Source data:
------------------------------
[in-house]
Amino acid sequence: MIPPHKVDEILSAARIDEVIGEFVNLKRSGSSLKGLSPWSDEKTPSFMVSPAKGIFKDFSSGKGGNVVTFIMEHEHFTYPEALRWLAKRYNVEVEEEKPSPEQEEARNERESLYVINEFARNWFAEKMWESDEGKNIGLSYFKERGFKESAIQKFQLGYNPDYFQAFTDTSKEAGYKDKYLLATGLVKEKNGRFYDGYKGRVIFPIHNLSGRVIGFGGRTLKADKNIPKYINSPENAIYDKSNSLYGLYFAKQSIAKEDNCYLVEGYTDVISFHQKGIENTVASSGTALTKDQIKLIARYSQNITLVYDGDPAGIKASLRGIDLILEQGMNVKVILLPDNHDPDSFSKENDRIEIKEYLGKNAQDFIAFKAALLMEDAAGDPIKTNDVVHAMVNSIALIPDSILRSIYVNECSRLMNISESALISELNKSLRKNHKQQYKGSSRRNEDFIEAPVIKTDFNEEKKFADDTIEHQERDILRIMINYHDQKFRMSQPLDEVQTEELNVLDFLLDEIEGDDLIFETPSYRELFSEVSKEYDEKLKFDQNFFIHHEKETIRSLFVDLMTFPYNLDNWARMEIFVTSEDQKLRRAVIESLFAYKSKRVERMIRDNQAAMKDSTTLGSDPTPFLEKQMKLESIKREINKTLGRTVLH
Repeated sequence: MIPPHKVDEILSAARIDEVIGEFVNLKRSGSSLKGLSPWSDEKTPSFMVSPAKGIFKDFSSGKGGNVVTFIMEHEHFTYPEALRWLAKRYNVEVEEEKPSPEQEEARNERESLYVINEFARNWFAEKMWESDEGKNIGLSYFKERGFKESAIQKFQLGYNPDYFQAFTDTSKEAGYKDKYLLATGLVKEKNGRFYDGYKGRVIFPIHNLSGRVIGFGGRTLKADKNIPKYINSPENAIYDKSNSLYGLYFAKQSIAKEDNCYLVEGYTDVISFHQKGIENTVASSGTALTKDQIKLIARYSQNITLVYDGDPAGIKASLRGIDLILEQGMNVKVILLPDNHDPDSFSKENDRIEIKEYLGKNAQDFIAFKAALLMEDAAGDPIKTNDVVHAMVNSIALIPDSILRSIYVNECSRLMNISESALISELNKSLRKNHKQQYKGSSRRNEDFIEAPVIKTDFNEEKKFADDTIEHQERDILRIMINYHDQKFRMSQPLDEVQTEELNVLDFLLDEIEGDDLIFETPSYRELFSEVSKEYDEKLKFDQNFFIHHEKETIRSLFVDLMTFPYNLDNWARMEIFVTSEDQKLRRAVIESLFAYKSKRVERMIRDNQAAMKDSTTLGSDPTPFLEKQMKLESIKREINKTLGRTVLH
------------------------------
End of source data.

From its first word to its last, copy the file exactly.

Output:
[in-house]
Amino acid sequence: MIPPHKVDEILSAARIDEVIGEFVNLKRSGSSLKGLSPWSDEKTPSFMVSPAKGIFKDFSSGKGGNVVTFIMEHEHFTYPEALRWLAKRYNVEVEEEKPSPEQEEARNERESLYVINEFARNWFAEKMWESDEGKNIGLSYFKERGFKESAIQKFQLGYNPDYFQAFTDTSKEAGYKDKYLLATGLVKEKNGRFYDGYKGRVIFPIHNLSGRVIGFGGRTLKADKNIPKYINSPENAIYDKSNSLYGLYFAKQSIAKEDNCYLVEGYTDVISFHQKGIENTVASSGTALTKDQIKLIARYSQNITLVYDGDPAGIKASLRGIDLILEQGMNVKVILLPDNHDPDSFSKENDRIEIKEYLGKNAQDFIAFKAALLMEDAAGDPIKTNDVVHAMVNSIALIPDSILRSIYVNECSRLMNISESALISELNKSLRKNHKQQYKGSSRRNEDFIEAPVIKTDFNEEKKFADDTIEHQERDILRIMINYHDQKFRMSQPLDEVQTEELNVLDFLLDEIEGDDLIFETPSYRELFSEVSKEYDEKLKFDQNFFIHHEKETIRSLFVDLMTFPYNLDNWARMEIFVTSEDQKLRRAVIESLFAYKSKRVERMIRDNQAAMKDSTTLGSDPTPFLEKQMKLESIKREINKTLGRTVLH
Repeated sequence: MIPPHKVDEILSAARIDEVIGEFVNLKRSGSSLKGLSPWSDEKTPSFMVSPAKGIFKDFSSGKGGNVVTFIMEHEHFTYPEALRWLAKRYNVEVEEEKPSPEQEEARNERESLYVINEFARNWFAEKMWESDEGKNIGLSYFKERGFKESAIQKFQLGYNPDYFQAFTDTSKEAGYKDKYLLATGLVKEKNGRFYDGYKGRVIFPIHNLSGRVIGFGGRTLKADKNIPKYINSPENAIYDKSNSLYGLYFAKQSIAKEDNCYLVEGYTDVISFHQKGIENTVASSGTALTKDQIKLIARYSQNITLVYDGDPAGIKASLRGIDLILEQGMNVKVILLPDNHDPDSFSKENDRIEIKEYLGKNAQDFIAFKAALLMEDAAGDPIKTNDVVHAMVNSIALIPDSILRSIYVNECSRLMNISESALISELNKSLRKNHKQQYKGSSRRNEDFIEAPVIKTDFNEEKKFADDTIEHQERDILRIMINYHDQKFRMSQPLDEVQTEELNVLDFLLDEIEGDDLIFETPSYRELFSEVSKEYDEKLKFDQNFFIHHEKETIRSLFVDLMTFPYNLDNWARMEIFVTSEDQKLRRAVIESLFAYKSKRVERMIRDNQAAMKDSTTLGSDPTPFLEKQMKLESIKREINKTLGRTVLH